• Diversification, which involves previously unforeseen R&D being undertaken, by those businesses that are trying something new or adapting existing systems and processes;
  • Disruptions to supply chains have resulted in existing R&D claimants having difficulty in accessing services and components required to undertake their R&D activities due to COVID-19 restrictions, so R&D projects are now prolonged or delayed (which my in turn cause further R&D costs as they seek new solutions).

Examples of innovations during COVID-19

  • Breweries, distilleries, cold pressed juice as well as big brand household product companies across the globe are diversifying and expanding their product range to include new products such as hand sanitiser which they did not manufacture previously;
  • Multinational FMCG manufacturers have had to move even faster and change their production processes to increase capacity at very short notice. Some have been operating their production lines 24/7 to increase supplies of their existing, standard products particularly bleach, the ubiquitous toilet paper and other cleaning products such as dishwashing liquid. Bar and liquid soap products have also seen increased production;
  • Many companies are using their advanced manufacturing equipment to diversify existing operations into PPE pieces, such as an Australian camera accessories manufacturer now producing face shields using injection moulding techniques;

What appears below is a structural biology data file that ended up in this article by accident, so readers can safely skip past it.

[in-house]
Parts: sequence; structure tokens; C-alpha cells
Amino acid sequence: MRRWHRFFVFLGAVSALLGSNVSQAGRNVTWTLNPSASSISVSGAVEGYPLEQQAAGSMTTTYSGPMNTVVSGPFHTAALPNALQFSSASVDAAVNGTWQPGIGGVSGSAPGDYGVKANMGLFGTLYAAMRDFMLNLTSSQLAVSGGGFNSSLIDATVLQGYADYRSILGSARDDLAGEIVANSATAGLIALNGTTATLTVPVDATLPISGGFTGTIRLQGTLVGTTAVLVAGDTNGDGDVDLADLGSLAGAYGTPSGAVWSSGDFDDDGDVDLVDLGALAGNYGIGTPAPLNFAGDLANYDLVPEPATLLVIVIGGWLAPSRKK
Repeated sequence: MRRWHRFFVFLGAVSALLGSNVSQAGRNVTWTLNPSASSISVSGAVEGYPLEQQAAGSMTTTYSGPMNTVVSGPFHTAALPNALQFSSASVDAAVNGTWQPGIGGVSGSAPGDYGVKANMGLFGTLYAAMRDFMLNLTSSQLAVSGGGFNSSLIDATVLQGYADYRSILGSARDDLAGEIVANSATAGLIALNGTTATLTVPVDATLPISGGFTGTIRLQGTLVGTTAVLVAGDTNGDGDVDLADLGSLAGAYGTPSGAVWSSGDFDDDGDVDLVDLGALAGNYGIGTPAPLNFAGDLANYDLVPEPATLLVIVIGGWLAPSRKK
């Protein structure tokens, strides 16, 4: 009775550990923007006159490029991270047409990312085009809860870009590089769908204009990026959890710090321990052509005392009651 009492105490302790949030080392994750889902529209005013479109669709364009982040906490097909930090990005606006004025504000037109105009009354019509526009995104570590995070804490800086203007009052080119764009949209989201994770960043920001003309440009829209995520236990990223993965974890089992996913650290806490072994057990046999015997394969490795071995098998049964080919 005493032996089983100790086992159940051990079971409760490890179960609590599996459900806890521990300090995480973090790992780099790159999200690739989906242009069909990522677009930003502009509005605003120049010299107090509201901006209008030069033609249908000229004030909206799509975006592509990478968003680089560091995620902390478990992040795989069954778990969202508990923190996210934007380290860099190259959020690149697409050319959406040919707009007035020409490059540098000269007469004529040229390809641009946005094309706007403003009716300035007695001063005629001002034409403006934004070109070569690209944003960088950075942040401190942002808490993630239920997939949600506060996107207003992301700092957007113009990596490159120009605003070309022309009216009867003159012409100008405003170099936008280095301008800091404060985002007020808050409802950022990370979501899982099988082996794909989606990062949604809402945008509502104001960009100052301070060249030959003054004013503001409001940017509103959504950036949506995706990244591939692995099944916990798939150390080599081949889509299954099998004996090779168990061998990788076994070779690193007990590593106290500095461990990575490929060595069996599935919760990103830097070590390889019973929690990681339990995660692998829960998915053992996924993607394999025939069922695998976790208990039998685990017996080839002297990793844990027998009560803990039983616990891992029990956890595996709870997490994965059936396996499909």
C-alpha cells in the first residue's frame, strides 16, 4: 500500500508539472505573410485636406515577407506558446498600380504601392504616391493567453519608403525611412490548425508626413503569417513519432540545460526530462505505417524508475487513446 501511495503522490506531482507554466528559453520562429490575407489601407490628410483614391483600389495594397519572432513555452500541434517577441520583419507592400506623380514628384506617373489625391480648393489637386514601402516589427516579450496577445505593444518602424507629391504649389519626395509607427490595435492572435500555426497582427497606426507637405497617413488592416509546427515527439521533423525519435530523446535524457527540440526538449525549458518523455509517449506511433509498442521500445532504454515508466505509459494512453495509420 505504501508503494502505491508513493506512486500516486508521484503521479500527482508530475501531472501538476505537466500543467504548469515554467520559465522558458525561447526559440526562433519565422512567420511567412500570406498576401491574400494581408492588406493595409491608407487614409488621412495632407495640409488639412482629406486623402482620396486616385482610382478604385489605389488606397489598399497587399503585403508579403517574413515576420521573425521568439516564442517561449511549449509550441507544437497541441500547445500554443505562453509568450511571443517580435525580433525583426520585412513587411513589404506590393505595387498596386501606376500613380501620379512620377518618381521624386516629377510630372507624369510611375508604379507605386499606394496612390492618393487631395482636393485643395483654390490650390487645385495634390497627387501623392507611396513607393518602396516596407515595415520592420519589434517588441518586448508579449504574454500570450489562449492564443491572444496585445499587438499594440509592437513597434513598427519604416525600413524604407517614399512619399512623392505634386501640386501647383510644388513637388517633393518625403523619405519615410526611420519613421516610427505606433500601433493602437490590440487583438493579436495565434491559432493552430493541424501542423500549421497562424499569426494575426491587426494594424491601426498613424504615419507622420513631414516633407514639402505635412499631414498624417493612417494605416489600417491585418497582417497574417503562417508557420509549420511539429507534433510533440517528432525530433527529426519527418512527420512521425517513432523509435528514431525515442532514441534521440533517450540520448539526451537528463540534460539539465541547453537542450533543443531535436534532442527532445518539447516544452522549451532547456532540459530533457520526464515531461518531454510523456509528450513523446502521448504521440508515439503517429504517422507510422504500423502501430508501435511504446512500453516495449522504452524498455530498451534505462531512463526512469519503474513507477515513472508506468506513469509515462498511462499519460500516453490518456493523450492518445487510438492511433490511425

• In the UK, a consortium of businesses including automotive companies are working together to manufacture respiratory equipment such as ventilators under the “VentilatorChallengeUK” banner;
  • Working from home has seen the use of interactive communication technologies such as Zoom, MS Teams, Skype and House Party skyrocket, with these providers working harder than ever to ensure a seamless experience and enhanced functionality; and
  • In Australia, the Federal Government have accelerated the launch of their Telehealth services, as well as building and launching the COVIDSafe contact tracing for all Australians to install on their phones.

Eric Perez, Partner & Danielle Kaufman, Senior Manager, from RSM US report the following:

  • Many State and Local credits are available to taxpayers for the same expenditures, specific to the location in which costs were incurred.  In some States these are refundable or able to be sold back to the State or another taxpayer at a reduced rate in order to generate cash now.
  • Companies should review their technology spend incurred in connection with recent activities to ensure they are receiving the appropriate sales tax exemptions.
  • For start-up companies that have previously utilized the R&D credit against income tax but will not be eligible to do so because of a tax loss, they should review eligibility to offset payroll taxes. 
  • With many US tax deadlines extended due to COVID-19, there is opportunity to pursue current year credits for taxpayers who previously did not have time to undertake a  deeper analysis due to timing limitations.